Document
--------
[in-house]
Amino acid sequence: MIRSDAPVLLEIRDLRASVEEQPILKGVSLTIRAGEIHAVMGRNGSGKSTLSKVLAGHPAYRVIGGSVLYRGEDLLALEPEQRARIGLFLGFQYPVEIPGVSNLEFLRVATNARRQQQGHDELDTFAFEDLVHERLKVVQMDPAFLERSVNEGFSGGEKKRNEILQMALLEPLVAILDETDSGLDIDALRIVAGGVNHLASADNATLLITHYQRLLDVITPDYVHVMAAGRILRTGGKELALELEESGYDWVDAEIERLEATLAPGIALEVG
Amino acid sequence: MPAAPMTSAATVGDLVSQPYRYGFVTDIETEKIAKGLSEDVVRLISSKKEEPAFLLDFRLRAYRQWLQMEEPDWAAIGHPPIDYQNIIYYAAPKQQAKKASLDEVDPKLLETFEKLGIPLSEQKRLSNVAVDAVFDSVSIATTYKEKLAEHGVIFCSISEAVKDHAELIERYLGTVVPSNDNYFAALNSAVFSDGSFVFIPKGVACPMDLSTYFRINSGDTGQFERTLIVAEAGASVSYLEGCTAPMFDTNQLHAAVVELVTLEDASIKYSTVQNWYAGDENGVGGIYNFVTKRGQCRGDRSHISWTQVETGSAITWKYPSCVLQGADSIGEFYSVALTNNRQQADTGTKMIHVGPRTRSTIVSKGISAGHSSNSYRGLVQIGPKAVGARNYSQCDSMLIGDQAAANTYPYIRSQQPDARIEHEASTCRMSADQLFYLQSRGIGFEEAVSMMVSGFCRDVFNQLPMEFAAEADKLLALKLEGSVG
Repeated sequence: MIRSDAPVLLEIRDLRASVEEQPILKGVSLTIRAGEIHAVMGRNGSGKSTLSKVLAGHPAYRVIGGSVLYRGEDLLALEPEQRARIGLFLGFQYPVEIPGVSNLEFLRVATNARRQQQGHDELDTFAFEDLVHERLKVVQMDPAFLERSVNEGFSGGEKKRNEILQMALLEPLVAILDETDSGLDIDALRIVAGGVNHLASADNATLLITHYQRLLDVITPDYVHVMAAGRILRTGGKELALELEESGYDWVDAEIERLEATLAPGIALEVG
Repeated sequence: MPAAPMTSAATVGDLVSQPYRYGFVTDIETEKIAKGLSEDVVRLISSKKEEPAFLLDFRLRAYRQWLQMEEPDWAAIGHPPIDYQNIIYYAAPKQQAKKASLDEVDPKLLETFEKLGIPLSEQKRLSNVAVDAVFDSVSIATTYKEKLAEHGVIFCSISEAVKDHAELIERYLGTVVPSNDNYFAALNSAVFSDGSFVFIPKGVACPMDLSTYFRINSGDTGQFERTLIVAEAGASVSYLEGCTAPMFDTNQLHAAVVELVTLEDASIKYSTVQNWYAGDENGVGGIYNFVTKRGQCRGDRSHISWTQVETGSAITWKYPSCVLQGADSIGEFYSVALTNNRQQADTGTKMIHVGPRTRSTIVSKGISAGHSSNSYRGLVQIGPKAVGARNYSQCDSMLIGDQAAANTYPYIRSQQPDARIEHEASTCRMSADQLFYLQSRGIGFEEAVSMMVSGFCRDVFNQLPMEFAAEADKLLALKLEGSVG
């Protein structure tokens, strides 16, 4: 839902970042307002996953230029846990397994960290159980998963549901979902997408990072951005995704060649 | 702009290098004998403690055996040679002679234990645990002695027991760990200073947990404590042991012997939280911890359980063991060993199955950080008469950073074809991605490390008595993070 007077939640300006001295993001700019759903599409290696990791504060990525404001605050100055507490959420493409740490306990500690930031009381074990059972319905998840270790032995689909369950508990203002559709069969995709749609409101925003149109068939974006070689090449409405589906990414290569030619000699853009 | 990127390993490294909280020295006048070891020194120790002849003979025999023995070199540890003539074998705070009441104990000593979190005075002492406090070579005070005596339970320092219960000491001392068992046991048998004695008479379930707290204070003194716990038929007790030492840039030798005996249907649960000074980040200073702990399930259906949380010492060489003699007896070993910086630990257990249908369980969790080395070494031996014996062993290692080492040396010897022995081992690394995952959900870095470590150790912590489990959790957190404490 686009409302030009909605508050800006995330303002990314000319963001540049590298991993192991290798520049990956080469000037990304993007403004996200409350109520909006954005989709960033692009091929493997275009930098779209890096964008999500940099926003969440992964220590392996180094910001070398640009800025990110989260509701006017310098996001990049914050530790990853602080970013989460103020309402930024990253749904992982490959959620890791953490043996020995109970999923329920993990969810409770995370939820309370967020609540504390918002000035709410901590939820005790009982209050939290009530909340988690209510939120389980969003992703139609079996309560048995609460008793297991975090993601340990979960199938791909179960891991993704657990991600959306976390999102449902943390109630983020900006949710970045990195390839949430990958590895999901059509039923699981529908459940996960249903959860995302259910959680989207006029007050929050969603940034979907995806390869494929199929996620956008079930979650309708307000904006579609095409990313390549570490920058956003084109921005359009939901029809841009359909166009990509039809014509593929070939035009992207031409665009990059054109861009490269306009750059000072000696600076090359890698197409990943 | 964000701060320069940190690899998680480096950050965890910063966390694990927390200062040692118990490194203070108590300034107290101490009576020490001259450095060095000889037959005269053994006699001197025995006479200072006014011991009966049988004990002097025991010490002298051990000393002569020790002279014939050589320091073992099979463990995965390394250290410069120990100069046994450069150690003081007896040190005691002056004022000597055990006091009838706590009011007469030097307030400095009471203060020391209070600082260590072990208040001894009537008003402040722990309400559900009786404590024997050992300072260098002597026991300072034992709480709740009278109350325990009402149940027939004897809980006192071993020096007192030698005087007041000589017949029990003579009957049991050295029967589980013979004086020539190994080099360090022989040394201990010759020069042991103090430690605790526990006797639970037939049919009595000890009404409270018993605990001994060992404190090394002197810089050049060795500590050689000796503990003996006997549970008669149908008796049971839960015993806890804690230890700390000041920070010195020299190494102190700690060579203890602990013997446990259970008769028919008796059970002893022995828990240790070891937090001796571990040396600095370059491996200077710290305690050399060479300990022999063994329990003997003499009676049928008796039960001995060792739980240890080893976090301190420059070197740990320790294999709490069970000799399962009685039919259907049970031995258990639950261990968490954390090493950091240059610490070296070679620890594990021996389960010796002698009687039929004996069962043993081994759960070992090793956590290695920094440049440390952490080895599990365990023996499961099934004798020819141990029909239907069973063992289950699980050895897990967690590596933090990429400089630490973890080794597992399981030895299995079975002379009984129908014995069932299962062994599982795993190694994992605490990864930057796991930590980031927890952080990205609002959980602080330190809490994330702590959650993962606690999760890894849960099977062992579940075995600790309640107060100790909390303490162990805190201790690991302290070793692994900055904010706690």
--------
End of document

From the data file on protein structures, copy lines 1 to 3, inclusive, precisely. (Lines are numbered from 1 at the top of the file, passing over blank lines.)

[in-house]
Amino acid sequence: MIRSDAPVLLEIRDLRASVEEQPILKGVSLTIRAGEIHAVMGRNGSGKSTLSKVLAGHPAYRVIGGSVLYRGEDLLALEPEQRARIGLFLGFQYPVEIPGVSNLEFLRVATNARRQQQGHDELDTFAFEDLVHERLKVVQMDPAFLERSVNEGFSGGEKKRNEILQMALLEPLVAILDETDSGLDIDALRIVAGGVNHLASADNATLLITHYQRLLDVITPDYVHVMAAGRILRTGGKELALELEESGYDWVDAEIERLEATLAPGIALEVG
Amino acid sequence: MPAAPMTSAATVGDLVSQPYRYGFVTDIETEKIAKGLSEDVVRLISSKKEEPAFLLDFRLRAYRQWLQMEEPDWAAIGHPPIDYQNIIYYAAPKQQAKKASLDEVDPKLLETFEKLGIPLSEQKRLSNVAVDAVFDSVSIATTYKEKLAEHGVIFCSISEAVKDHAELIERYLGTVVPSNDNYFAALNSAVFSDGSFVFIPKGVACPMDLSTYFRINSGDTGQFERTLIVAEAGASVSYLEGCTAPMFDTNQLHAAVVELVTLEDASIKYSTVQNWYAGDENGVGGIYNFVTKRGQCRGDRSHISWTQVETGSAITWKYPSCVLQGADSIGEFYSVALTNNRQQADTGTKMIHVGPRTRSTIVSKGISAGHSSNSYRGLVQIGPKAVGARNYSQCDSMLIGDQAAANTYPYIRSQQPDARIEHEASTCRMSADQLFYLQSRGIGFEEAVSMMVSGFCRDVFNQLPMEFAAEADKLLALKLEGSVG